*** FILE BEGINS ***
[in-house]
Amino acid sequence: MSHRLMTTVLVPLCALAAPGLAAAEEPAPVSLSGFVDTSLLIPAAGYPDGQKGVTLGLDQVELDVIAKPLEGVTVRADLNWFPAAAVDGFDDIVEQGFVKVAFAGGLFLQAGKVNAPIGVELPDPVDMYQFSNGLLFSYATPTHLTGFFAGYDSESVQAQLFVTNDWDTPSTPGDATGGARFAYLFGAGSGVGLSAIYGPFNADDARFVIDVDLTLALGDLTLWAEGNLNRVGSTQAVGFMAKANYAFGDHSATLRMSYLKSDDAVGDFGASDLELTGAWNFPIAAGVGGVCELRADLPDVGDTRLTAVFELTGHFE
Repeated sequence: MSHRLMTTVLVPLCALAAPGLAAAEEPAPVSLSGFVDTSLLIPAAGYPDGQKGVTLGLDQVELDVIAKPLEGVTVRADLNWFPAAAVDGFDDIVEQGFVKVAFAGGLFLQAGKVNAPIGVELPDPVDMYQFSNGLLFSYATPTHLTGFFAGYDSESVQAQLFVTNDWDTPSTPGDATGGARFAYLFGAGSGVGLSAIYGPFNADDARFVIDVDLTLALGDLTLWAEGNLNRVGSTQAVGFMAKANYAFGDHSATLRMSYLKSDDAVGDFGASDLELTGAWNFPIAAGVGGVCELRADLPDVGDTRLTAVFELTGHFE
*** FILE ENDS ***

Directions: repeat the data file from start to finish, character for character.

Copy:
[in-house]
Amino acid sequence: MSHRLMTTVLVPLCALAAPGLAAAEEPAPVSLSGFVDTSLLIPAAGYPDGQKGVTLGLDQVELDVIAKPLEGVTVRADLNWFPAAAVDGFDDIVEQGFVKVAFAGGLFLQAGKVNAPIGVELPDPVDMYQFSNGLLFSYATPTHLTGFFAGYDSESVQAQLFVTNDWDTPSTPGDATGGARFAYLFGAGSGVGLSAIYGPFNADDARFVIDVDLTLALGDLTLWAEGNLNRVGSTQAVGFMAKANYAFGDHSATLRMSYLKSDDAVGDFGASDLELTGAWNFPIAAGVGGVCELRADLPDVGDTRLTAVFELTGHFE
Repeated sequence: MSHRLMTTVLVPLCALAAPGLAAAEEPAPVSLSGFVDTSLLIPAAGYPDGQKGVTLGLDQVELDVIAKPLEGVTVRADLNWFPAAAVDGFDDIVEQGFVKVAFAGGLFLQAGKVNAPIGVELPDPVDMYQFSNGLLFSYATPTHLTGFFAGYDSESVQAQLFVTNDWDTPSTPGDATGGARFAYLFGAGSGVGLSAIYGPFNADDARFVIDVDLTLALGDLTLWAEGNLNRVGSTQAVGFMAKANYAFGDHSATLRMSYLKSDDAVGDFGASDLELTGAWNFPIAAGVGGVCELRADLPDVGDTRLTAVFELTGHFE